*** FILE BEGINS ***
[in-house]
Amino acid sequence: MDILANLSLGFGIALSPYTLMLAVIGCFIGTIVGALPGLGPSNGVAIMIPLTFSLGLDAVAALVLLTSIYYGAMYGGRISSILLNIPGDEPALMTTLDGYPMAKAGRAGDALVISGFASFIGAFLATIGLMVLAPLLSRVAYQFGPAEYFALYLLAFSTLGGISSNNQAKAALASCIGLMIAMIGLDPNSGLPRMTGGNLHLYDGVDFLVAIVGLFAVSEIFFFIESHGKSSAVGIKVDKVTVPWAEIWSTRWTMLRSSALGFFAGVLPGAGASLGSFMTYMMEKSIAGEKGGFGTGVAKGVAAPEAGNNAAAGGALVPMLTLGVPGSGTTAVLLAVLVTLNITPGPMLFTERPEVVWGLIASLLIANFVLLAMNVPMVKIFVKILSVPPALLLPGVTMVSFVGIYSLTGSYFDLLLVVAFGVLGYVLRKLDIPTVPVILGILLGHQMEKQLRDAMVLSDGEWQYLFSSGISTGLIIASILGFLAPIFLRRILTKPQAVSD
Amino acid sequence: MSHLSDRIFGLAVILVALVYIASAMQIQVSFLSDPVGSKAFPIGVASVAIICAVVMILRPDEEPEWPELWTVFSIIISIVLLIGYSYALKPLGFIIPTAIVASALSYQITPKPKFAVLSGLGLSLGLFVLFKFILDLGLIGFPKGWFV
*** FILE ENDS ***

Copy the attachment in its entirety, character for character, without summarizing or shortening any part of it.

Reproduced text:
[in-house]
Amino acid sequence: MDILANLSLGFGIALSPYTLMLAVIGCFIGTIVGALPGLGPSNGVAIMIPLTFSLGLDAVAALVLLTSIYYGAMYGGRISSILLNIPGDEPALMTTLDGYPMAKAGRAGDALVISGFASFIGAFLATIGLMVLAPLLSRVAYQFGPAEYFALYLLAFSTLGGISSNNQAKAALASCIGLMIAMIGLDPNSGLPRMTGGNLHLYDGVDFLVAIVGLFAVSEIFFFIESHGKSSAVGIKVDKVTVPWAEIWSTRWTMLRSSALGFFAGVLPGAGASLGSFMTYMMEKSIAGEKGGFGTGVAKGVAAPEAGNNAAAGGALVPMLTLGVPGSGTTAVLLAVLVTLNITPGPMLFTERPEVVWGLIASLLIANFVLLAMNVPMVKIFVKILSVPPALLLPGVTMVSFVGIYSLTGSYFDLLLVVAFGVLGYVLRKLDIPTVPVILGILLGHQMEKQLRDAMVLSDGEWQYLFSSGISTGLIIASILGFLAPIFLRRILTKPQAVSD
Amino acid sequence: MSHLSDRIFGLAVILVALVYIASAMQIQVSFLSDPVGSKAFPIGVASVAIICAVVMILRPDEEPEWPELWTVFSIIISIVLLIGYSYALKPLGFIIPTAIVASALSYQITPKPKFAVLSGLGLSLGLFVLFKFILDLGLIGFPKGWFV